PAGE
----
Physiologically Motivated Methods For Audio Pattern Classification

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Ravindran, Sourabh
Anderson, David V.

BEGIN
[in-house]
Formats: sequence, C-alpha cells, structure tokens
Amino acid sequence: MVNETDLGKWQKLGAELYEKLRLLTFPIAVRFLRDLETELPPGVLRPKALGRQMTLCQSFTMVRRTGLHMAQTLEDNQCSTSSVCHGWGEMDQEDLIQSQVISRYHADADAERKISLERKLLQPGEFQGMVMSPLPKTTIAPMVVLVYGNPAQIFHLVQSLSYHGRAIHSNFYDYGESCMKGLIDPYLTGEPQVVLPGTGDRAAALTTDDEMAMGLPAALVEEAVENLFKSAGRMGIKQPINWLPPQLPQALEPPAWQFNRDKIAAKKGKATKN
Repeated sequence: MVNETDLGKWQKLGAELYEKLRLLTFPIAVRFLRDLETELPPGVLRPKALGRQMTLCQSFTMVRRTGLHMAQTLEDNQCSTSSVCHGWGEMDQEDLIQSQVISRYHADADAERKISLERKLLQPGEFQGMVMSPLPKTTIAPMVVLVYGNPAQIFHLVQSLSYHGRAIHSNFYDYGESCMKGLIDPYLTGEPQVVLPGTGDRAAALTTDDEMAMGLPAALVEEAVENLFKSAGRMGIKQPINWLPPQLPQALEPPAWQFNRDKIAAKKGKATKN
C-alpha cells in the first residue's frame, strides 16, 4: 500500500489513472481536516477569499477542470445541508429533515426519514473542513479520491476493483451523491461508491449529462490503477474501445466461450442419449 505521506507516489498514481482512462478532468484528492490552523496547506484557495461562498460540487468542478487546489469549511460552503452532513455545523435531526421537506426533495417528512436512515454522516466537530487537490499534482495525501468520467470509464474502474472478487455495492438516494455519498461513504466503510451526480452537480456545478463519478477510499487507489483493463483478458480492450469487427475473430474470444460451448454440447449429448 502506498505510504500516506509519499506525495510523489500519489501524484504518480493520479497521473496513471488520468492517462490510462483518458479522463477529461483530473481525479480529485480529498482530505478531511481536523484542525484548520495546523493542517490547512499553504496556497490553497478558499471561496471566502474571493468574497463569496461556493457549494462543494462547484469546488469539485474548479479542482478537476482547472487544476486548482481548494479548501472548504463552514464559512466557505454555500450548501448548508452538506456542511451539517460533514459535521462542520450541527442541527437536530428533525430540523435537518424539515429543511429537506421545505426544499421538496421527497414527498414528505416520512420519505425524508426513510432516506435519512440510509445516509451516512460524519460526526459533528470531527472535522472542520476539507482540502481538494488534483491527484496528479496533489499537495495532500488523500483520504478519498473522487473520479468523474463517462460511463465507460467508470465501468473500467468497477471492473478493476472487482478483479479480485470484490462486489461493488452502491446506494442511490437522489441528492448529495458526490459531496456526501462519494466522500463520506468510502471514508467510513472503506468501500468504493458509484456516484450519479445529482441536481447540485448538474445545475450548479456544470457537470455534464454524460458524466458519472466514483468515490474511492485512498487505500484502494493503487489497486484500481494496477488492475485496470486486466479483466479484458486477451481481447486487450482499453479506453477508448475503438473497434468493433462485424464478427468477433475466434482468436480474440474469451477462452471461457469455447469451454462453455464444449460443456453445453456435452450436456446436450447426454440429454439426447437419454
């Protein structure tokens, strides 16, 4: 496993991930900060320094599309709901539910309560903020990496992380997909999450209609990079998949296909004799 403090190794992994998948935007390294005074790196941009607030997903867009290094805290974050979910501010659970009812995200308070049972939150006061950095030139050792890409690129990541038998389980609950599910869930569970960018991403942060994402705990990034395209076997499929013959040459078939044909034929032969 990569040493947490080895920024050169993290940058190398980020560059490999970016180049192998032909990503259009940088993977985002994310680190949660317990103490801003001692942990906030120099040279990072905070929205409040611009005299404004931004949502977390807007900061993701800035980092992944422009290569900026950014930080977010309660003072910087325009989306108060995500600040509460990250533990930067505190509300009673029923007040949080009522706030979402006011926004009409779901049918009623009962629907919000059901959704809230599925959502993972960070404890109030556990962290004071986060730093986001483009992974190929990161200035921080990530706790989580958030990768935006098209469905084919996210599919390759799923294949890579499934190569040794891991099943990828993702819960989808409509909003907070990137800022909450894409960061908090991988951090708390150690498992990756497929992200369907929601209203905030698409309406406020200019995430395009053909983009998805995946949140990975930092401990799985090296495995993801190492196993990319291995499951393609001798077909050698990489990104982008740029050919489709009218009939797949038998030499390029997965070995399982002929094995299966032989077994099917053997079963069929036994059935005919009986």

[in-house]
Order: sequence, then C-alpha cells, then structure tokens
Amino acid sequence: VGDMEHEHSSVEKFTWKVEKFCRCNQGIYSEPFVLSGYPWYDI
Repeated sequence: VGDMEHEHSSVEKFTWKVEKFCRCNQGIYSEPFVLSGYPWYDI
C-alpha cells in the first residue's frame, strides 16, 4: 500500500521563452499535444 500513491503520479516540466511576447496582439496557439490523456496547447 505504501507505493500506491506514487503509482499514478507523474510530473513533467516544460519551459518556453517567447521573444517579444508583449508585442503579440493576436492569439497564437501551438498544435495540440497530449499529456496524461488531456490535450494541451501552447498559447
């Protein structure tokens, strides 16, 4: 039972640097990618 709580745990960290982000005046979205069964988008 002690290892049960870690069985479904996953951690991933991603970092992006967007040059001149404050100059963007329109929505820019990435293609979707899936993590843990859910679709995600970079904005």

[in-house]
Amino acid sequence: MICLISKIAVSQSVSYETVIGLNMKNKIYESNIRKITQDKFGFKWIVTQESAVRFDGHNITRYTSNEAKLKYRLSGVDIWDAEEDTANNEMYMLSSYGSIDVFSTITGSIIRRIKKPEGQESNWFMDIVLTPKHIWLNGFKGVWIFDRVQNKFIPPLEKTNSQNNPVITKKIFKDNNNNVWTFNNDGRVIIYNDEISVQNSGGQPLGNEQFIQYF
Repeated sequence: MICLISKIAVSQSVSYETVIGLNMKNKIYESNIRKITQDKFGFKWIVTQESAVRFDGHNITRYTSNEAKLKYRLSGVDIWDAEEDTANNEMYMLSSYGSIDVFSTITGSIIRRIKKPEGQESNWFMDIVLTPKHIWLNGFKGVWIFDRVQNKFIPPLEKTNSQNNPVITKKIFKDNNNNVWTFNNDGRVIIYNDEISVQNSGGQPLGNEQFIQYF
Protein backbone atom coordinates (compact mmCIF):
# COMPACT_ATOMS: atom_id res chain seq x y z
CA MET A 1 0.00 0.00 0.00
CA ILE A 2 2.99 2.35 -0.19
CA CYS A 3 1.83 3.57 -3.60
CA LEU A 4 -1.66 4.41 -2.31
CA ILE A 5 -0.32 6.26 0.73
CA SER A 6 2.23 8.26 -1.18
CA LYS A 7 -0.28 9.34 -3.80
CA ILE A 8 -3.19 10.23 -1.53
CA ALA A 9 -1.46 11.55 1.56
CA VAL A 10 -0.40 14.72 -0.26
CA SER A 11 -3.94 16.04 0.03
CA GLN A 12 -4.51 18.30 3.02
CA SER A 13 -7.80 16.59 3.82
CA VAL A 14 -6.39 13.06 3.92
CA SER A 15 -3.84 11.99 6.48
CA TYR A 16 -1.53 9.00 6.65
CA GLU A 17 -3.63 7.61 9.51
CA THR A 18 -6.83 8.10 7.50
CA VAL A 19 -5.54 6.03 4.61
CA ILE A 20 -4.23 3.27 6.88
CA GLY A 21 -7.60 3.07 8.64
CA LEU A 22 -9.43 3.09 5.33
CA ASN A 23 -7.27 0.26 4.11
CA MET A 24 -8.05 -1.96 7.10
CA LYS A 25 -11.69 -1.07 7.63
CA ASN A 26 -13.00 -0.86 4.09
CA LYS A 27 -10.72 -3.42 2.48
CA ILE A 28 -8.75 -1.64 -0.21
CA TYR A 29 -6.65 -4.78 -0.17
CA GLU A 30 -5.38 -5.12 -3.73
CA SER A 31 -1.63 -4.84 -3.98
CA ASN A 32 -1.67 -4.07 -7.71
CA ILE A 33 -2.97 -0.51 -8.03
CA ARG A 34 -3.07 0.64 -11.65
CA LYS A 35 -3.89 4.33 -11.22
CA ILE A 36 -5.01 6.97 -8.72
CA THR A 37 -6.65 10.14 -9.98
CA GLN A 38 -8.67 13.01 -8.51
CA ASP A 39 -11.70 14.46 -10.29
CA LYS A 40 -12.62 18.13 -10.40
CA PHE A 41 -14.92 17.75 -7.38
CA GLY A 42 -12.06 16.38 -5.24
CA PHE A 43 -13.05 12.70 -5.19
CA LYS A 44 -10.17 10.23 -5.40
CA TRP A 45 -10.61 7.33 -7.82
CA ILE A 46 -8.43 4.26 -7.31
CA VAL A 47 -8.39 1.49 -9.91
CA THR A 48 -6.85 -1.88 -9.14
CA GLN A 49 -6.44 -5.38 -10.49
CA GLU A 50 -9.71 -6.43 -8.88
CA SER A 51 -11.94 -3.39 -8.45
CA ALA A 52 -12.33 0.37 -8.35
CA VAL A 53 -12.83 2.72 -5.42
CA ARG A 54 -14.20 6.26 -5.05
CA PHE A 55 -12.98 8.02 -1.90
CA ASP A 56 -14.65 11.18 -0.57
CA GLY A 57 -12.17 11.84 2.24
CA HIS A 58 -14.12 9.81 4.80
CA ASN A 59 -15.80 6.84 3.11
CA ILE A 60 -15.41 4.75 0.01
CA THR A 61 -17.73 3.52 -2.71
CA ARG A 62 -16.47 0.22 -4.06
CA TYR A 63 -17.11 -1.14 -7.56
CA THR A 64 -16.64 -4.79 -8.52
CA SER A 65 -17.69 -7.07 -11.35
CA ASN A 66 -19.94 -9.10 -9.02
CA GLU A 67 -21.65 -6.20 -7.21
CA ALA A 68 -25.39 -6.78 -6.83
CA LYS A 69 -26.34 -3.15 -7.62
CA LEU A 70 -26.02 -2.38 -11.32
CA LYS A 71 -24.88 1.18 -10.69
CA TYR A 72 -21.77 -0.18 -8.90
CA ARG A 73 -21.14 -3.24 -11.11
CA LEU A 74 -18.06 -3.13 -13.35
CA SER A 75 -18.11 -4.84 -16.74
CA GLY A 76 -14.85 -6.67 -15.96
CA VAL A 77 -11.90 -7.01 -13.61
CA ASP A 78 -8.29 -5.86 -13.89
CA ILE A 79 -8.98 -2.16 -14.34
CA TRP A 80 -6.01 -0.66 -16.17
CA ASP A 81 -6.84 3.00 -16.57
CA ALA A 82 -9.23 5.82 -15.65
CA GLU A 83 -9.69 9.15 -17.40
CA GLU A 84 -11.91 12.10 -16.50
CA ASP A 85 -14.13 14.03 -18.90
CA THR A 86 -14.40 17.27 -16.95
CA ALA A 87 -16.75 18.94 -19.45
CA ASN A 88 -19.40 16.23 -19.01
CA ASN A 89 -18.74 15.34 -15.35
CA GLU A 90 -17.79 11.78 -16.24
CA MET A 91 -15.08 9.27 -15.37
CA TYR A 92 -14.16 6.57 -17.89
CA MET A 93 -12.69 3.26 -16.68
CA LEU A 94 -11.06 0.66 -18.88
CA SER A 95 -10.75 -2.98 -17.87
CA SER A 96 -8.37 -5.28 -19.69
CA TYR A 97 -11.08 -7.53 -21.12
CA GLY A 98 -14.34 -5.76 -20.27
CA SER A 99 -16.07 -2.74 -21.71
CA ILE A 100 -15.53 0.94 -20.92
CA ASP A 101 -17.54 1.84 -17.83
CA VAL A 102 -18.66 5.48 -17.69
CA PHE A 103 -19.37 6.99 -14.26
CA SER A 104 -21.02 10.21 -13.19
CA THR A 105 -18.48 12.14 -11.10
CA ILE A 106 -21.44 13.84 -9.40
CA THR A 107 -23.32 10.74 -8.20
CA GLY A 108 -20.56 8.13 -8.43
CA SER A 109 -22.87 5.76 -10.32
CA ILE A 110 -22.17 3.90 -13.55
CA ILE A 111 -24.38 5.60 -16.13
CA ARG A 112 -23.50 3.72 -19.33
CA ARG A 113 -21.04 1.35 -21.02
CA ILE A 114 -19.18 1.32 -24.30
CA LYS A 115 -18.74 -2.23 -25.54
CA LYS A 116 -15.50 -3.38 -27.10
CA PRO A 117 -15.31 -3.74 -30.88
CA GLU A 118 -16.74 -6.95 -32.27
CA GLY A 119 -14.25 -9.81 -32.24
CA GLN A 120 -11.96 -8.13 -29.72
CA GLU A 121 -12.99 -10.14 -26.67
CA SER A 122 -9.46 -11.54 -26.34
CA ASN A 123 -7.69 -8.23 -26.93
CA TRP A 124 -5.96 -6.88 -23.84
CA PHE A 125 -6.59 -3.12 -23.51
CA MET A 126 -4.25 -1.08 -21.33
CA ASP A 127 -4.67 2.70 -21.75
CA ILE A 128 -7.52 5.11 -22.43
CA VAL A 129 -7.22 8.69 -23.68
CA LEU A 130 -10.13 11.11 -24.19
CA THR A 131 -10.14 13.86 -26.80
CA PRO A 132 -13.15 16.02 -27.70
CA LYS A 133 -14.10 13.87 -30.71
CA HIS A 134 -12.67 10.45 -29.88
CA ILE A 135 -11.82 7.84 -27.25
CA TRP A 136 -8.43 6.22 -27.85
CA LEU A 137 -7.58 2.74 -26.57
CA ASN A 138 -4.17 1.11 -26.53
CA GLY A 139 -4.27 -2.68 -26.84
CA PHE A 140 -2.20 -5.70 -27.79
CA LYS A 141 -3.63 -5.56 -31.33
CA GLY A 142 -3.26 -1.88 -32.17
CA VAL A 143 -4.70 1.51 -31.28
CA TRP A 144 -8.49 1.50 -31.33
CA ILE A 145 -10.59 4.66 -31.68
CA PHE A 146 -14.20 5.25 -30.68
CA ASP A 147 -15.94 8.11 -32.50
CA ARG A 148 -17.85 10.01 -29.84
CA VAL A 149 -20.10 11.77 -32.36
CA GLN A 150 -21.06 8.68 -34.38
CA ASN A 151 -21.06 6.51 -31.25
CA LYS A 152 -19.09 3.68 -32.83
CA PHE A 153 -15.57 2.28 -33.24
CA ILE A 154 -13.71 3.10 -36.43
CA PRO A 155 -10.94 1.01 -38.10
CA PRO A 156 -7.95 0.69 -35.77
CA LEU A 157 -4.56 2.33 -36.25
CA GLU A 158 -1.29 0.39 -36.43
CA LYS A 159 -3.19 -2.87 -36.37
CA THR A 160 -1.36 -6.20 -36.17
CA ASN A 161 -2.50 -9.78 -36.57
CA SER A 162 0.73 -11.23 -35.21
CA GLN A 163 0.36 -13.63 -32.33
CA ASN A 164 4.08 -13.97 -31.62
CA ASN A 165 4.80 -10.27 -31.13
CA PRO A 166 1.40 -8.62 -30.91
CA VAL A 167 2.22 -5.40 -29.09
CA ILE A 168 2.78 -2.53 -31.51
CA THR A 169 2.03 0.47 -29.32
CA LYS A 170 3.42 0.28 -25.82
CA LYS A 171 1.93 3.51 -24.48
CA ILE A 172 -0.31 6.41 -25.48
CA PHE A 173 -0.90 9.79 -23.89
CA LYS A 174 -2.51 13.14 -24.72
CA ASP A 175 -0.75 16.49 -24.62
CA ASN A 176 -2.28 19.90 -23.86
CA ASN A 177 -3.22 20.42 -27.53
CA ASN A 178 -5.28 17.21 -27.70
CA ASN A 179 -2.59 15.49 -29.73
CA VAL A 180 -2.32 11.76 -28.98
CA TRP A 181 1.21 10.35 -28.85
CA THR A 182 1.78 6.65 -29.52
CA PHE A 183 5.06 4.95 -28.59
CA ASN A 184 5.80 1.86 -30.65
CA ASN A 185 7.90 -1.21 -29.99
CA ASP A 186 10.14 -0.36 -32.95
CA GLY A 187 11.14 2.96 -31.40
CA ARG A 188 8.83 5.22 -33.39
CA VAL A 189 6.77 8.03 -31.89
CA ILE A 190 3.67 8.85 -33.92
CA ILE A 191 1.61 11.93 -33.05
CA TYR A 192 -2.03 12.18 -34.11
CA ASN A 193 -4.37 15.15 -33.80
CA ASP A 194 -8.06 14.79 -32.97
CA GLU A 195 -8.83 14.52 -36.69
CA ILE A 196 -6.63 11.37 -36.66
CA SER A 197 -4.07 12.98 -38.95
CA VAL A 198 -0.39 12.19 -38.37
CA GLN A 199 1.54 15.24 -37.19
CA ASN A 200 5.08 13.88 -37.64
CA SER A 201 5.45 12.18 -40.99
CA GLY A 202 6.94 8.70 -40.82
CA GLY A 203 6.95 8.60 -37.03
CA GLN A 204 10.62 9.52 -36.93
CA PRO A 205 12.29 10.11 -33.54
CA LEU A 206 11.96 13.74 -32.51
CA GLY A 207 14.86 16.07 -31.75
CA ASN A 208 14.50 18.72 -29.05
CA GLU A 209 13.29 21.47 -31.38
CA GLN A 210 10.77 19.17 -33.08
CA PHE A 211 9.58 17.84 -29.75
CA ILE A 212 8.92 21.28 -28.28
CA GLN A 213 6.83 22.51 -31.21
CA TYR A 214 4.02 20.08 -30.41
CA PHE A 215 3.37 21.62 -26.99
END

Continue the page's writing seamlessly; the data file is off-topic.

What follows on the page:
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Human-like performance by machines in tasks of speech and audio processing has remained an elusive goal. In an attempt to bridge the gap in performance between humans and machines there has been an increased effort to study and model physiological processes. However, the widespread use of biologically inspired features proposed in the past has been hampered mainly by either the lack of robustness across a range of signal-to-noise ratios or the formidable computational costs. In physiological systems, sensor processing occurs in several stages. It is likely the case that signal features and biological processing techniques evolved together and are complementary or well matched. It is precisely for this reason that modeling the feature extraction processes should go hand in hand with modeling of the processes that use these features. This research presents a front-end feature extraction method for audio signals inspired by the human peripheral auditory system. New developments in the field of machine learning are leveraged to build classifiers to maximize the performance gains afforded by these features. The structure of the classification system is similar to what might be expected in physiological processing. Further, the feature extraction and classification algorithms can be efficiently implemented using the low-power cooperative analog-digital signal processing platform. The usefulness of the features is demonstrated for tasks of audio classification, speech versus non-speech discrimination, and speech recognition. The low-power nature of the classification system makes it ideal for use in applications such as hearing aids, hand-held devices, and surveillance through acoustic scene monitoring
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